The men's ice hockey tournament at the 1960 Winter Olympics in Squaw Valley, United States, was the 9th Olympic Championship, also serving as the 27th World Championships and the 38th European Championships. The United States won its first Olympic gold medal and second World Championship. Canada, represented for the second time by the Kitchener-Waterloo Dutchmen, won the silver and Canada's ninth consecutive Olympic ice hockey medal. The Soviet Union won the bronze medal and its sixth European Championship. The tournament was held at the Blyth Arena, under the supervision of George Dudley on behalf of the International Ice Hockey Federation.
Havlíčkův Brod, until 1945 Německý Brod is a town in Havlíčkův Brod District in the Vysočina Region of the Czech Republic. It has a population of about 23,000. It is located roughly in the geographical centre of the country, on the Sázava River in the Bohemian-Moravian Highlands.
Ice hockey tournaments have been staged at the Olympic Games since 1920. The men's tournament was introduced at the 1920 Summer Olympics and was transferred permanently to the Winter Olympic Games program in 1924, in France. The women's tournament was first held at the 1998 Winter Olympics.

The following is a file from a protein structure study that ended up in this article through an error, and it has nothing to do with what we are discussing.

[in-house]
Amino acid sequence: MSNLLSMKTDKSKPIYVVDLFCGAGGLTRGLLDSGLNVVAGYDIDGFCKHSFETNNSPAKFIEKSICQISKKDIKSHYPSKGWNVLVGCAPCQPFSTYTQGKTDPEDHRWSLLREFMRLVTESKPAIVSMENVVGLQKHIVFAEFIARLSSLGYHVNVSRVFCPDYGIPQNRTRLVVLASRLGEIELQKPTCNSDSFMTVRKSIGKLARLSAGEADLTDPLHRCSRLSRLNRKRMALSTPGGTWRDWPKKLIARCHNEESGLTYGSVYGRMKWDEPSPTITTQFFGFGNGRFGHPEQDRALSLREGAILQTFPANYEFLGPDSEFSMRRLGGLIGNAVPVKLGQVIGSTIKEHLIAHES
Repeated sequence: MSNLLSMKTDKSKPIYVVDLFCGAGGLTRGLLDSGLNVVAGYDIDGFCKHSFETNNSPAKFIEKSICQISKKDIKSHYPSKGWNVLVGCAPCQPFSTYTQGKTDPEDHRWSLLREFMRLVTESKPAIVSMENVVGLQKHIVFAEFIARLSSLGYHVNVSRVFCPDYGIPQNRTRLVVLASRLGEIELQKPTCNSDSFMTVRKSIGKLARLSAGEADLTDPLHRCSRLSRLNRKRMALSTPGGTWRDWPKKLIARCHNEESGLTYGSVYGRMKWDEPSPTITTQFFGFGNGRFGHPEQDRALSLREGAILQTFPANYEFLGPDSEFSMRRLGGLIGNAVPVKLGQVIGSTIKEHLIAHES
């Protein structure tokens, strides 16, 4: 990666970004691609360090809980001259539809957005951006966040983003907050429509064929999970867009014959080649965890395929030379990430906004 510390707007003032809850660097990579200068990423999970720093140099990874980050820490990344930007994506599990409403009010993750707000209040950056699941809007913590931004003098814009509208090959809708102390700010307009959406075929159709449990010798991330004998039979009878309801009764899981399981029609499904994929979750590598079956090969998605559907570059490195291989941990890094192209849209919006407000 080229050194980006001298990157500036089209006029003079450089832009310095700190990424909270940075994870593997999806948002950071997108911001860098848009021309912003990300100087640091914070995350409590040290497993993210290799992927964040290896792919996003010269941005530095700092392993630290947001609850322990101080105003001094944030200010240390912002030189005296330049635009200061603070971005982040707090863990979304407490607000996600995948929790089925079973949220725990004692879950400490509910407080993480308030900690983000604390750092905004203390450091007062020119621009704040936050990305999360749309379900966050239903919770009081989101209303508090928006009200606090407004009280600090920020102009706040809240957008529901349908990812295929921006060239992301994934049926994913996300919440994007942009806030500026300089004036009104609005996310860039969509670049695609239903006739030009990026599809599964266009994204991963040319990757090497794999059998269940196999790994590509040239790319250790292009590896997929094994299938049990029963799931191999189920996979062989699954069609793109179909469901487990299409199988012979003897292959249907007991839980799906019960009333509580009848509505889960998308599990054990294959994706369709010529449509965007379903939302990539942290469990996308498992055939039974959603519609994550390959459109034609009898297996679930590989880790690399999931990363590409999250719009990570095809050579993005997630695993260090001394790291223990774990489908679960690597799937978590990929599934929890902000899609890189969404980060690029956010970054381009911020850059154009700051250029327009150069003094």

Geraldine Heaney is an Irish-Canadian ice hockey coach and former defenceman. She played 18 seasons and over 1,000 games with the Toronto Aeros organization, won six Ontario provincial championships and was named Ontario Women's Hockey Association (OWHA) most valuable defenceman on three occasions. The Aeros retired her jersey number 91 in 2006. Internationally, Heaney was a member of the Canadian national team in the first seven Women's World Championships, winning gold each time. She is a two-time Olympian, winning silver at the inaugural tournament in 1998 tournament, and gold in 2002. She became the coach of the University of Waterloo Warriors following her retirement as a player.
Robert Reichel is a Czech former professional ice hockey centre and coach. He began his career with HC Litvínov of the Czechoslovak First Ice Hockey League; his 49 goals in 1989–90 was the second highest total in Czechoslovakian history. Reichel played 11 National Hockey League (NHL) seasons for the Calgary Flames, New York Islanders, Phoenix Coyotes and Toronto Maple Leafs. In 830 career NHL games, he scored 252 goals and 378 assists for 630 points. He also played with the Frankfurt Lions of the Deutsche Eishockey Liga (DEL). He ended his player career in 2010 in HC Litvínov, where he served as captain of the team.
František Pospíšil is a Czech former ice hockey defenceman and coach.
Jiří Hrdina is a Czech former professional ice hockey player. He spent 10 seasons in the Czechoslovakian First League with Sparta ČKD Praha and HK Dukla Trenčín and five in the National Hockey League (NHL) with the Calgary Flames and Pittsburgh Penguins. Hrdina is a three-time Stanley Cup champion, playing on NHL championship teams in 1989, 1991 and 1992.